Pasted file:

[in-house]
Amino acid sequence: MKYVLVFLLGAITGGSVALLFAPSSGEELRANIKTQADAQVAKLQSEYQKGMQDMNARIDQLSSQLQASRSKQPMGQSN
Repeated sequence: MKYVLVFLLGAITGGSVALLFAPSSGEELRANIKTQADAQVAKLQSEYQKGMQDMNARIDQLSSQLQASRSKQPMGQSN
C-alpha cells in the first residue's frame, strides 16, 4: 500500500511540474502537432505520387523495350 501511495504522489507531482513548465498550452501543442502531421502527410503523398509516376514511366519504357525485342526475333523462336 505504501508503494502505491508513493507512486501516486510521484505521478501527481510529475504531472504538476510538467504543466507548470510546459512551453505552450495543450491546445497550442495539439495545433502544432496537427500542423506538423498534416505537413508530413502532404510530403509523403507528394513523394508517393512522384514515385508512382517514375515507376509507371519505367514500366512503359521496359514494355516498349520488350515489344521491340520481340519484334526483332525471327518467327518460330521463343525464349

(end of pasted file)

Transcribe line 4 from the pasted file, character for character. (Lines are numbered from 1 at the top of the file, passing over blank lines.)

C-alpha cells in the first residue's frame, strides 16, 4: 500500500511540474502537432505520387523495350 501511495504522489507531482513548465498550452501543442502531421502527410503523398509516376514511366519504357525485342526475333523462336 505504501508503494502505491508513493507512486501516486510521484505521478501527481510529475504531472504538476510538467504543466507548470510546459512551453505552450495543450491546445497550442495539439495545433502544432496537427500542423506538423498534416505537413508530413502532404510530403509523403507528394513523394508517393512522384514515385508512382517514375515507376509507371519505367514500366512503359521496359514494355516498349520488350515489344521491340520481340519484334526483332525471327518467327518460330521463343525464349